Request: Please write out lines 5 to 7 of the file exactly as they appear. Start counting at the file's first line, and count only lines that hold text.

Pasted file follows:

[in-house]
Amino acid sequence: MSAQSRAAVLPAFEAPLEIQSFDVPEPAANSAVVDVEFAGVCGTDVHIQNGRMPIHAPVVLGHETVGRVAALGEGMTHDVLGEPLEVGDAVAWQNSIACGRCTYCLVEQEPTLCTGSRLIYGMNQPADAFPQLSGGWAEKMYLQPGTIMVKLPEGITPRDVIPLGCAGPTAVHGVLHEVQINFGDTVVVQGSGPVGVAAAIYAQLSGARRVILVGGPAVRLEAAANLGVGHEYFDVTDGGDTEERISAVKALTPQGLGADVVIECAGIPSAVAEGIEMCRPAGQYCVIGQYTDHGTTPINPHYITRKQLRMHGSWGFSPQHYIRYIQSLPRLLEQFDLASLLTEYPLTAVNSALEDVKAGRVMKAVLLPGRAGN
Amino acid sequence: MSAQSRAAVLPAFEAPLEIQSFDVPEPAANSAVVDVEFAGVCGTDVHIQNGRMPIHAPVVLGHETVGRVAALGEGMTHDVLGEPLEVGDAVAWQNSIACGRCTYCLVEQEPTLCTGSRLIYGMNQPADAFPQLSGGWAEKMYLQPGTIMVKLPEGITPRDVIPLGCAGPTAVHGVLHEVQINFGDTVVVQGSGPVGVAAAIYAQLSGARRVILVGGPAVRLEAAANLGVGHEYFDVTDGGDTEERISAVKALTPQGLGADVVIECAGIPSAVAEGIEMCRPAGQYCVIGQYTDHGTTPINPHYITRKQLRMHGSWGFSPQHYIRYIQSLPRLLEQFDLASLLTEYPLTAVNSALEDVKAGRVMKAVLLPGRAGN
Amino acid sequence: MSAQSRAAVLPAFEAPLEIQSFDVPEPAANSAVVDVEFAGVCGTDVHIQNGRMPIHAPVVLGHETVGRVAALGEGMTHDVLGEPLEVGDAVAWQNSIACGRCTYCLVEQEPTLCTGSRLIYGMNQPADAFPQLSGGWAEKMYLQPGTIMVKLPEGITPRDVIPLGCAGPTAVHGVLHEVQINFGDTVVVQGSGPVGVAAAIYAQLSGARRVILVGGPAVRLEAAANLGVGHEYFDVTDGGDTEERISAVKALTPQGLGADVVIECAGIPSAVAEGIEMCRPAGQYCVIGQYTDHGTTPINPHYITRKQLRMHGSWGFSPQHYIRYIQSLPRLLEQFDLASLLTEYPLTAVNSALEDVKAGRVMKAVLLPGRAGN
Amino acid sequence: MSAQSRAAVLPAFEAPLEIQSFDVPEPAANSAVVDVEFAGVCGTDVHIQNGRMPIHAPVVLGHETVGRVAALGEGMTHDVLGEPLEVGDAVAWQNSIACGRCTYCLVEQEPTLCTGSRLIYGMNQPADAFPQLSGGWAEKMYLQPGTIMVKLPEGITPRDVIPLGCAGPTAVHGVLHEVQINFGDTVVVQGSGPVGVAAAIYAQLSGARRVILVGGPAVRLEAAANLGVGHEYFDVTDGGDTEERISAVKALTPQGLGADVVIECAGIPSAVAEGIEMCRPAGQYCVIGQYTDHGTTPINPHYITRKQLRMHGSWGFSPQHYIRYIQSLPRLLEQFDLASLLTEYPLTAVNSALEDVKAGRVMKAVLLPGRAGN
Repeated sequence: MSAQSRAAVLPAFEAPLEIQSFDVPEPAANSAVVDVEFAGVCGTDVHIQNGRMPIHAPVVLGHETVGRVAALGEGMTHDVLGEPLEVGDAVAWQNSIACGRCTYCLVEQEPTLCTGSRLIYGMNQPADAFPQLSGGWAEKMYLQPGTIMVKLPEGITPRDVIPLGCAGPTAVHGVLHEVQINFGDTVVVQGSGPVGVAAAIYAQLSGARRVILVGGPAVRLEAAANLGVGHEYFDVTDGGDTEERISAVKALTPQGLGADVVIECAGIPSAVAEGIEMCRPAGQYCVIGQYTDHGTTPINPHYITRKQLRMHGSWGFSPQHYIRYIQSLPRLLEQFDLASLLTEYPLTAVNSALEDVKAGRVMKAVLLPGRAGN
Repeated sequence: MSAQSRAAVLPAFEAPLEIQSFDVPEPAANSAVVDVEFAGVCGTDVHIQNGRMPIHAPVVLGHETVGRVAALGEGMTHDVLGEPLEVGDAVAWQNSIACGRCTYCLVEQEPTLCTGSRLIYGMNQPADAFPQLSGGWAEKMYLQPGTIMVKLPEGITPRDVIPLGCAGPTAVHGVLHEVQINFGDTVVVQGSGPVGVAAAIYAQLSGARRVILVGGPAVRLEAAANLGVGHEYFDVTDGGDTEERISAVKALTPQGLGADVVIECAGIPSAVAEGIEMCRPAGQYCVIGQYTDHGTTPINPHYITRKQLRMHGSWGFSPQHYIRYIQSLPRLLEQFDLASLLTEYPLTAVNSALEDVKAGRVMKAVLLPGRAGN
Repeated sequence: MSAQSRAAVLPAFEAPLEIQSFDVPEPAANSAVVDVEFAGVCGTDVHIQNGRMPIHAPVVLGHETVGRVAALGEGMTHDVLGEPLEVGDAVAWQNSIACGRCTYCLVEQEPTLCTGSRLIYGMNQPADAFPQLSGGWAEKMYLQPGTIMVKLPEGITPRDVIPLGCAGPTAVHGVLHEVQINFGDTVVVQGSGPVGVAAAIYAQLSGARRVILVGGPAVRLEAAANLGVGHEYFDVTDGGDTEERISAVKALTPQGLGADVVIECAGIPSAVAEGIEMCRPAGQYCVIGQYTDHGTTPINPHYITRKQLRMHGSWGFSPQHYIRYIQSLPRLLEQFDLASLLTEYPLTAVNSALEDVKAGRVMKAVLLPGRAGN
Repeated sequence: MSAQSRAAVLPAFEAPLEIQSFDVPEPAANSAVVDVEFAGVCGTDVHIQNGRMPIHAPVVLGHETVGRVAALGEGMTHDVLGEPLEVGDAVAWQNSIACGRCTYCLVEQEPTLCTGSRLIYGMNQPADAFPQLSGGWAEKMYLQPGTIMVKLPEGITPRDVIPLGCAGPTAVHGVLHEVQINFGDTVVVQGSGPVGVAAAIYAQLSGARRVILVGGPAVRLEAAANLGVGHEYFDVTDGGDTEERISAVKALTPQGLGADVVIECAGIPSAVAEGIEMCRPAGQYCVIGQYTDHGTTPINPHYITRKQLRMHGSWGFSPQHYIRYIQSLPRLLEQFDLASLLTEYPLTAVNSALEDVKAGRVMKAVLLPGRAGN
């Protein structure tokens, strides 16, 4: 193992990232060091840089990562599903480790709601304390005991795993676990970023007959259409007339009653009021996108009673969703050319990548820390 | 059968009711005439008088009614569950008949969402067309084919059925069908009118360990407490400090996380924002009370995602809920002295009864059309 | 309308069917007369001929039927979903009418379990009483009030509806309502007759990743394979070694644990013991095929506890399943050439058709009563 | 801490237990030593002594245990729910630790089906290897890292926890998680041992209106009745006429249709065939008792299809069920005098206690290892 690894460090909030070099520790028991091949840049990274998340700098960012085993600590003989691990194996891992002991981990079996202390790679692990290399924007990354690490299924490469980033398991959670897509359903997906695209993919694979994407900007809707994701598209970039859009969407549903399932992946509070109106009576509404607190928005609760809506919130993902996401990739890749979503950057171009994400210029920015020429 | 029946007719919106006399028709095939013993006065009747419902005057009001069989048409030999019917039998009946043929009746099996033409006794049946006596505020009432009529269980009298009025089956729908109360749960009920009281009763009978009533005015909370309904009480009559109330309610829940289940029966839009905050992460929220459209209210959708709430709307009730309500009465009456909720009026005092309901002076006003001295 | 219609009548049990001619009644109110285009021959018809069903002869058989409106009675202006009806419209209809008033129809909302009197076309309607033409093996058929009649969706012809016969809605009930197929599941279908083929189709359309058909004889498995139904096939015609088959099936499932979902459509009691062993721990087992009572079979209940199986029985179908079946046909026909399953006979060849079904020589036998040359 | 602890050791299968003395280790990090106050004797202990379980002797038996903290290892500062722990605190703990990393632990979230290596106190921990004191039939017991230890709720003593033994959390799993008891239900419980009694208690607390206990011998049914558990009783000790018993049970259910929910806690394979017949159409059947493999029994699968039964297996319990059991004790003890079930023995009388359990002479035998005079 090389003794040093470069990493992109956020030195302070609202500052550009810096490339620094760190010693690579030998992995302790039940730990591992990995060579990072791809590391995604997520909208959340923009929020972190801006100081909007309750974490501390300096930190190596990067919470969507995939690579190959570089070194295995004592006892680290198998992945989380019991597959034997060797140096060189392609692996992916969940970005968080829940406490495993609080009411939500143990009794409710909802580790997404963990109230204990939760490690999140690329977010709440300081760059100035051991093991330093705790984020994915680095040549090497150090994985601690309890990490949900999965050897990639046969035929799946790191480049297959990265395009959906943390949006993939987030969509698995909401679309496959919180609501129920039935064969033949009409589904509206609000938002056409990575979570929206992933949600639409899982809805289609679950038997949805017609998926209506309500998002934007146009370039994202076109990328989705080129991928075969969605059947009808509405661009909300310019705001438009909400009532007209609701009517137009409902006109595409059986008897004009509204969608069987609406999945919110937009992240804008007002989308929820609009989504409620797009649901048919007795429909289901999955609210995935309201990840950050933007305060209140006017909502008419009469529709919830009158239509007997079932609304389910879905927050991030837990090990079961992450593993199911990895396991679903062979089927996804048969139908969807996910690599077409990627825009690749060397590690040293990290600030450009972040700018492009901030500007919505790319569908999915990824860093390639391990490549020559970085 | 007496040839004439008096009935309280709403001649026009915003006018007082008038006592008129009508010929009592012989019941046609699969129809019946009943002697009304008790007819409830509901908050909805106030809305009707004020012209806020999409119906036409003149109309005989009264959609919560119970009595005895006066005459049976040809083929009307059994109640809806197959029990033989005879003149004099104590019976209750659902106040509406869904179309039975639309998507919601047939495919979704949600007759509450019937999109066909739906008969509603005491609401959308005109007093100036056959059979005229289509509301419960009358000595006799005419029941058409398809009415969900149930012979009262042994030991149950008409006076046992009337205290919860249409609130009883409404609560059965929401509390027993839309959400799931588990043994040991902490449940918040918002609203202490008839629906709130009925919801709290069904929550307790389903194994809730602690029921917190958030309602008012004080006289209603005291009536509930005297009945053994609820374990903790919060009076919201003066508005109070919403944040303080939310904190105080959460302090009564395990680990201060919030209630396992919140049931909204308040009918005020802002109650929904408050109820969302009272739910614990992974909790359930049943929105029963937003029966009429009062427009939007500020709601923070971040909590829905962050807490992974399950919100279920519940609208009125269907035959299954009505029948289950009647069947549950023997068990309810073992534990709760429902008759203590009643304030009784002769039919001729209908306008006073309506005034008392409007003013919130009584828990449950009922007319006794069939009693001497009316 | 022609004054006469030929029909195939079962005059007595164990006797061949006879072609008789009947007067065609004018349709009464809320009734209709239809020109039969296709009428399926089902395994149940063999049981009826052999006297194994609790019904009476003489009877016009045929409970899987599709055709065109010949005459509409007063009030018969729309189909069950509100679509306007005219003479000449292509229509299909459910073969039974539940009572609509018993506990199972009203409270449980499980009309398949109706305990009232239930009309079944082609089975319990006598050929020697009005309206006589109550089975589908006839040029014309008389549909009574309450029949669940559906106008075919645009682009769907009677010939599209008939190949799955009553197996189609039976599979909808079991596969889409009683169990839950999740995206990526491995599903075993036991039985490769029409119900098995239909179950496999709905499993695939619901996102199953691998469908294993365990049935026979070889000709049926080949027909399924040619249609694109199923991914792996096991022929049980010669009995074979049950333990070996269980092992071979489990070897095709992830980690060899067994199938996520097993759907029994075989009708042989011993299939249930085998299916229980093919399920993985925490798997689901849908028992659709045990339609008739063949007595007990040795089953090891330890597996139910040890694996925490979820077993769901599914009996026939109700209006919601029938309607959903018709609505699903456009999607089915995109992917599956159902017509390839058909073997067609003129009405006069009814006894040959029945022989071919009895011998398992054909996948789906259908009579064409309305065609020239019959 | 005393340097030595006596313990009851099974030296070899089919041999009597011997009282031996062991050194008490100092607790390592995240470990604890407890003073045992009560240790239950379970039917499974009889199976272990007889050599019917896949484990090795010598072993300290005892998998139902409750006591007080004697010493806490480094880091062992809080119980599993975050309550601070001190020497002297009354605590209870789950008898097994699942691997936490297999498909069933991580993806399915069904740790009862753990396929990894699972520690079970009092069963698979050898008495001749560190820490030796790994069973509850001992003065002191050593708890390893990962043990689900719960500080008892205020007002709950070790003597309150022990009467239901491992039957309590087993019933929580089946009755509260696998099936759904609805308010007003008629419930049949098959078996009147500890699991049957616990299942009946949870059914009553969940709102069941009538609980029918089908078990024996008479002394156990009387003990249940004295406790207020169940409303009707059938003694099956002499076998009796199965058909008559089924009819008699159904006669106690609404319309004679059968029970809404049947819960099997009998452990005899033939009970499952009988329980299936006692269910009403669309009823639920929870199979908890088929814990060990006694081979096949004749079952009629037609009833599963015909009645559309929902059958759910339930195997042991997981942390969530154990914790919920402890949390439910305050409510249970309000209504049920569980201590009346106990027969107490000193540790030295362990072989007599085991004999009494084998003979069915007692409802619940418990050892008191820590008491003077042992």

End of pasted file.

Amino acid sequence: MSAQSRAAVLPAFEAPLEIQSFDVPEPAANSAVVDVEFAGVCGTDVHIQNGRMPIHAPVVLGHETVGRVAALGEGMTHDVLGEPLEVGDAVAWQNSIACGRCTYCLVEQEPTLCTGSRLIYGMNQPADAFPQLSGGWAEKMYLQPGTIMVKLPEGITPRDVIPLGCAGPTAVHGVLHEVQINFGDTVVVQGSGPVGVAAAIYAQLSGARRVILVGGPAVRLEAAANLGVGHEYFDVTDGGDTEERISAVKALTPQGLGADVVIECAGIPSAVAEGIEMCRPAGQYCVIGQYTDHGTTPINPHYITRKQLRMHGSWGFSPQHYIRYIQSLPRLLEQFDLASLLTEYPLTAVNSALEDVKAGRVMKAVLLPGRAGN
Repeated sequence: MSAQSRAAVLPAFEAPLEIQSFDVPEPAANSAVVDVEFAGVCGTDVHIQNGRMPIHAPVVLGHETVGRVAALGEGMTHDVLGEPLEVGDAVAWQNSIACGRCTYCLVEQEPTLCTGSRLIYGMNQPADAFPQLSGGWAEKMYLQPGTIMVKLPEGITPRDVIPLGCAGPTAVHGVLHEVQINFGDTVVVQGSGPVGVAAAIYAQLSGARRVILVGGPAVRLEAAANLGVGHEYFDVTDGGDTEERISAVKALTPQGLGADVVIECAGIPSAVAEGIEMCRPAGQYCVIGQYTDHGTTPINPHYITRKQLRMHGSWGFSPQHYIRYIQSLPRLLEQFDLASLLTEYPLTAVNSALEDVKAGRVMKAVLLPGRAGN
Repeated sequence: MSAQSRAAVLPAFEAPLEIQSFDVPEPAANSAVVDVEFAGVCGTDVHIQNGRMPIHAPVVLGHETVGRVAALGEGMTHDVLGEPLEVGDAVAWQNSIACGRCTYCLVEQEPTLCTGSRLIYGMNQPADAFPQLSGGWAEKMYLQPGTIMVKLPEGITPRDVIPLGCAGPTAVHGVLHEVQINFGDTVVVQGSGPVGVAAAIYAQLSGARRVILVGGPAVRLEAAANLGVGHEYFDVTDGGDTEERISAVKALTPQGLGADVVIECAGIPSAVAEGIEMCRPAGQYCVIGQYTDHGTTPINPHYITRKQLRMHGSWGFSPQHYIRYIQSLPRLLEQFDLASLLTEYPLTAVNSALEDVKAGRVMKAVLLPGRAGN